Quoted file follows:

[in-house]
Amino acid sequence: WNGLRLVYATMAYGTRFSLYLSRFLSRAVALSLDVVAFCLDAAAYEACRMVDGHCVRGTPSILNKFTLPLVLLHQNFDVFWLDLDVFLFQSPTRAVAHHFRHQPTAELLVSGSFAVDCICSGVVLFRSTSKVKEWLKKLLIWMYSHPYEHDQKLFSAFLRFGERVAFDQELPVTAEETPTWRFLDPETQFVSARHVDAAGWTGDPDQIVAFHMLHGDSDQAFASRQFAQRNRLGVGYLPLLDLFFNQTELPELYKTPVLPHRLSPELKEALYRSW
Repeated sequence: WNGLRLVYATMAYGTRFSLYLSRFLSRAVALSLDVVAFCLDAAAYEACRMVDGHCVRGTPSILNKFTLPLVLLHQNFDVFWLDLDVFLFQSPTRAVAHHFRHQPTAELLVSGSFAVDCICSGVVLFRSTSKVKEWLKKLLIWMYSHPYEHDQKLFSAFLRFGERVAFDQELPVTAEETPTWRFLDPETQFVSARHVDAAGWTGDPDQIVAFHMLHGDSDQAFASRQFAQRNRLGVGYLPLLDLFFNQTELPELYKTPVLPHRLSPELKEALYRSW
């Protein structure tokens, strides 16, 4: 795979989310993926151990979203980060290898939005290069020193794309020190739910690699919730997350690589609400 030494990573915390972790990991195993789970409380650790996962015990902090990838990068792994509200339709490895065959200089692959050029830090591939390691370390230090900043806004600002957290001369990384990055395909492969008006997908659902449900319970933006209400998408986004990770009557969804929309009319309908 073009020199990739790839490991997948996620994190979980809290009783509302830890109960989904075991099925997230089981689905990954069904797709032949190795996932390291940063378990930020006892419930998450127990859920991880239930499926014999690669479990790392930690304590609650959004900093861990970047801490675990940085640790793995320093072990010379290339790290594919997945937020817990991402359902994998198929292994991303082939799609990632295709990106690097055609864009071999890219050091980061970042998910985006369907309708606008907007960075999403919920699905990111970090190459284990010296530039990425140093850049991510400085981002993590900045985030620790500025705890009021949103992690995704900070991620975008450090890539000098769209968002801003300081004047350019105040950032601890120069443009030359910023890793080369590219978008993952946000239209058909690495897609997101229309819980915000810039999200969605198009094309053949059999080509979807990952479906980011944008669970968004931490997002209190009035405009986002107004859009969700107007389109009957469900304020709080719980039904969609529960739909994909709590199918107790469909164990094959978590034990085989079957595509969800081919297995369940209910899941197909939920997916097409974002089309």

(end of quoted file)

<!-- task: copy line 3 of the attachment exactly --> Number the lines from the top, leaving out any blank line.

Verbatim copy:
Repeated sequence: WNGLRLVYATMAYGTRFSLYLSRFLSRAVALSLDVVAFCLDAAAYEACRMVDGHCVRGTPSILNKFTLPLVLLHQNFDVFWLDLDVFLFQSPTRAVAHHFRHQPTAELLVSGSFAVDCICSGVVLFRSTSKVKEWLKKLLIWMYSHPYEHDQKLFSAFLRFGERVAFDQELPVTAEETPTWRFLDPETQFVSARHVDAAGWTGDPDQIVAFHMLHGDSDQAFASRQFAQRNRLGVGYLPLLDLFFNQTELPELYKTPVLPHRLSPELKEALYRSW